Are Cleanrooms Really in Control?

TSI

Gain a Competitive Advantage Using a Real-Time Viable Particle Counter

Written by Rocco Petrizzo, TSI Contamination Control Application Specialist Europe, Middle East & Africa.

Introduction

Environmental monitoring (EM) programs are put in place to ensure product quality, and ultimately, patient safety. These EM programs typically include measuring or monitoring airborne non-viable and viable particles, as well as other environmental parameters such as temperature, relative humidity, and differential pressure.

For non-viable, or airborne particles, these clean rooms must comply with regulatory guidelines such as EU Guidelines to Good Manufacturing Practice, Medicinal Products for Human and Veterinary Use, Annex 1 (2008) and the U.S. Food and Drug Administration's Sterile Drug Products Produced by Aseptic Processing - Current Good Manufacturing Practice Guidance on Aseptic Processing (2004). These standards define particle count limits and methodologies for particle cleanliness classification and monitoring, directly referencing current ISO 14644-1 and -2 particle air cleanliness standards. Particles are typically measured using an Optical Particle Counter, which uses scattered laser light to size and count particles. This generally accepted technology has been used for numerous decades, however is not really correct to use total particle data as surrogate of viable particle events.

For that reason viable contamination is typically monitored using an air sampling technique, where a sample is collected onto a suitable growth media and sent to a lab for analysis. The microbiological particles are incubated, and the resulting Colony Forming Units (CFU) are counted. Manufactured pharmaceutical product must wait, typically 3-5 days, for results before they can ship product to the market.

The Measurement Challenge

Aerosol sampling instruments such as Active Air Samplers (AAS) and Optical Particle Counters (OPC) face a challenge of sampling relatively small volumes of air, compared with the total volume of air passing through a critical clean zone. This challenge is compounded in the case of an AAS when configured to sample infrequently.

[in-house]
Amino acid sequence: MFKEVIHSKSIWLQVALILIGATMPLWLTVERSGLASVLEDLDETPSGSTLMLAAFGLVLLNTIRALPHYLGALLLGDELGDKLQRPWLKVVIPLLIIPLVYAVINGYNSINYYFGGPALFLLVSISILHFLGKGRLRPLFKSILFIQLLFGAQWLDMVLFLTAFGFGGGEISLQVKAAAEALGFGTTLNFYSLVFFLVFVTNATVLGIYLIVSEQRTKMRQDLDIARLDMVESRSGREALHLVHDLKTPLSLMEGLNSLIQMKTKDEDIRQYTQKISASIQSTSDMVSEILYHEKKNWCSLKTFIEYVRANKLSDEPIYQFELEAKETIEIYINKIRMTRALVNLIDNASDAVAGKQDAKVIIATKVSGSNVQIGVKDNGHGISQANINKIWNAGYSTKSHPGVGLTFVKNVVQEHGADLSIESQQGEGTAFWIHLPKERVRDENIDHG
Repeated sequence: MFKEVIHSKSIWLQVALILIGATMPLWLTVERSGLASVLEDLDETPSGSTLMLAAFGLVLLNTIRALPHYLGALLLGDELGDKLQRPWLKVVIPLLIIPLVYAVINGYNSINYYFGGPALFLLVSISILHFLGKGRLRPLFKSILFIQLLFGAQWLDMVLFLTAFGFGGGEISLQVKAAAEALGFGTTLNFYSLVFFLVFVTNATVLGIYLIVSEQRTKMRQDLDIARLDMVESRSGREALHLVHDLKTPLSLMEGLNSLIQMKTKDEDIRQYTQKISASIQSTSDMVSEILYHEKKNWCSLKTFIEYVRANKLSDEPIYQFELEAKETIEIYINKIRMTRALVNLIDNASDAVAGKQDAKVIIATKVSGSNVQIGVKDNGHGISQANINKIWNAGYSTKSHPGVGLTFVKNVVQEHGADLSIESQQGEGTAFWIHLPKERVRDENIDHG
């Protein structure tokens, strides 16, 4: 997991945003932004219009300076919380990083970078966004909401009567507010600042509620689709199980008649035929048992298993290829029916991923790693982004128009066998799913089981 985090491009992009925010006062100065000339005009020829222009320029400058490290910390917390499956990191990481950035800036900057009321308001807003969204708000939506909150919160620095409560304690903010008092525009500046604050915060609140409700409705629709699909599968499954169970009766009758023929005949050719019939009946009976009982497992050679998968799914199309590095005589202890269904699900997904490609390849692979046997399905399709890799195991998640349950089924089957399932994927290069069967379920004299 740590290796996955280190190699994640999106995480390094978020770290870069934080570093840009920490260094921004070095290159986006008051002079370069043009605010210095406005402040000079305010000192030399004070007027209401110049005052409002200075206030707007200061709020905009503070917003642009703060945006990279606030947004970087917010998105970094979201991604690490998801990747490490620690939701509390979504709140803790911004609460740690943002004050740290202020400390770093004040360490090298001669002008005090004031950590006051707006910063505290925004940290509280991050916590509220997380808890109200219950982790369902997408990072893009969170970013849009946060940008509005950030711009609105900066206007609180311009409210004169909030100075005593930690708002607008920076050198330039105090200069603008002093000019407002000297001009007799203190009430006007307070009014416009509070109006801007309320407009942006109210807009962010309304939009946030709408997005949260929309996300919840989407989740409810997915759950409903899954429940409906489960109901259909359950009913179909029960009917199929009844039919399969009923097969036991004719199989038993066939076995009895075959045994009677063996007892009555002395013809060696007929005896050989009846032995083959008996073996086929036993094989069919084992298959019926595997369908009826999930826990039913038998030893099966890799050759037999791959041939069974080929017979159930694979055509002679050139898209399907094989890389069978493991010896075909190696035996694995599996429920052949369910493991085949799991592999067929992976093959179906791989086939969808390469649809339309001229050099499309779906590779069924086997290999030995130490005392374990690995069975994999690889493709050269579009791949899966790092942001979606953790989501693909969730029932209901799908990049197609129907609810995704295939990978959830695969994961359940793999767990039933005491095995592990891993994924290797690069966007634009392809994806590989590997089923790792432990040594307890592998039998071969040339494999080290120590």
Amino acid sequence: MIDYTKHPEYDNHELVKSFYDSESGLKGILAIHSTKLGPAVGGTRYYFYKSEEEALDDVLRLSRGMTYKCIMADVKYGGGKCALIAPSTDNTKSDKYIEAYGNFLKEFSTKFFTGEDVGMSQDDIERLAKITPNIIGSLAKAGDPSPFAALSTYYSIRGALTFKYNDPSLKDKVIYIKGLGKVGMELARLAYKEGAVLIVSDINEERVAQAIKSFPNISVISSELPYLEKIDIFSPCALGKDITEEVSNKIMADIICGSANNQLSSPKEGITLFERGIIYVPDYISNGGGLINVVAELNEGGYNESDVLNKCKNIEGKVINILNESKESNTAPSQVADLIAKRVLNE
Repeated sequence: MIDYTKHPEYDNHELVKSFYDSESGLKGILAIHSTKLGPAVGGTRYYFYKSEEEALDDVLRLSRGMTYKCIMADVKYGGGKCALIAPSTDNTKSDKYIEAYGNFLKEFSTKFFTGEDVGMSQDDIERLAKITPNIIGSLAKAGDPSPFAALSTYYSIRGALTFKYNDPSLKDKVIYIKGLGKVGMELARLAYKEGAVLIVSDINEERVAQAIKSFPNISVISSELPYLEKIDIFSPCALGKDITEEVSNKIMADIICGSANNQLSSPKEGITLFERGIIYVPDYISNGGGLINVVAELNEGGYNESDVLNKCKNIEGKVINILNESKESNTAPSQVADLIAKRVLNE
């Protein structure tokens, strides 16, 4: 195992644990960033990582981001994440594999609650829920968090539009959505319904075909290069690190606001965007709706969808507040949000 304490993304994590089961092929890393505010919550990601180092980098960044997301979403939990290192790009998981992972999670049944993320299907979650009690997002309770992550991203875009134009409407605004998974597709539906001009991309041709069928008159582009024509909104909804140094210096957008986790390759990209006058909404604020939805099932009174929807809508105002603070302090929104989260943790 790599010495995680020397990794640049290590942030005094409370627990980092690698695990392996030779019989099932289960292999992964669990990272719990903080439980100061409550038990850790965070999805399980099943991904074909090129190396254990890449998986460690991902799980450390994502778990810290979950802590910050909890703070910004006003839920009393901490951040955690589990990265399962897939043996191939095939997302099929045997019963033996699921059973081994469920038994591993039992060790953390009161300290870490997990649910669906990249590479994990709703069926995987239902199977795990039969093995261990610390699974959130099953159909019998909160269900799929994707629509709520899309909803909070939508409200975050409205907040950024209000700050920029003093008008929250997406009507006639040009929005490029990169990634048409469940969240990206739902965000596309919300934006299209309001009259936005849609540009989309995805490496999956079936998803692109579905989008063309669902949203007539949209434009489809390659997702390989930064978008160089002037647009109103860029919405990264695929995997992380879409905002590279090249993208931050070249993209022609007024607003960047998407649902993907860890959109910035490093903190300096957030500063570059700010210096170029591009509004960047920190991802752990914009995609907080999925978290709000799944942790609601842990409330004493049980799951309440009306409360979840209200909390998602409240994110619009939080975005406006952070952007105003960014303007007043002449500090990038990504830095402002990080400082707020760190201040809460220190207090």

Limitations of traditional growth based detection methods means that efficiently capturing an airborne particle carrying microbiological contamination and the subsequent successful growth of a visible colony is challenging. As a result, zero recovery from an AAS in the Grade A /ISO 5 zone does not automatically mean that the process environment is free from any microbiological contamination.

When there is microbiological recovery, investigating the root cause is extremely difficult, time consuming and often inconclusive. Understanding how the microbiological contamination arrived in the Grade A /ISO 5 zone is vital.  It certainly does not magically appear! There will have been a transfer mechanism, a pathway through from the outside world via EU Grade D, Grade C / ISO 8 then Grade B / ISO 7 finally arriving in the Grade A / ISO 5 zone.

BioTrak® technology provides unique benefits for microbial contamination monitoring. Simply stated, by knowing what is happening when it's happening, Quality Assurance can address excursions immediately, not waiting for the lengthy results from sampling tests.

The BioTrak® Real-Time Viable Particle Counter has three distinct measurement capabilities, providing maximum awareness of particulate levels present in manufacturing clean room environments. It measures total particulate count by incorporating an ISO-21501-4 compliant optical detection engine based on TSI's field proven AeroTrak™ Airborne Particle Counters. Particle viability is determined using TSI's patented LIF technology developed over the past 20 years in TSI's biological threat detection products, but optimized for the pharmaceutical application.

The BioTrak® Real-Time Viable Particle Counter uses two channels of fluorescence along with particle size in its discrimination of particles to better differentiate between viable particles from non-viable particles. Finally, the exact same optically analyzed particles are then collected onto a filter for off-line speciation.

Conclusion

Detecting changes in levels of airborne microbiological contamination in real time in all areas of a life science manufacturing is now a reality. Instruments such as TSI’s BioTrak® Real-Time Viable Particle Counter facilitate proactive Quality Assurance based approaches. They detect airborne viable particles in real-time, and per the current EU and US FDA aseptic processing guidance, monitor total particle counts simultaneously, via a single particle monitoring probe. All optically analyzed particles are collected on a filter to facilitate laboratory analysis using and traditional growth based methods or an alternative rapid method.

LIF-based, real-time airborne viable particle counters can be deployed as part of a contamination risk reduction strategy.  The focus is proactively understanding a facility and preventing microbiological contamination from reaching critical manufacturing areas.


     
Tags: Air Samplers, Environmental Monitoring, Cleanrooms

Date Published: November 23, 2015

Source article link: TSI » company contact details

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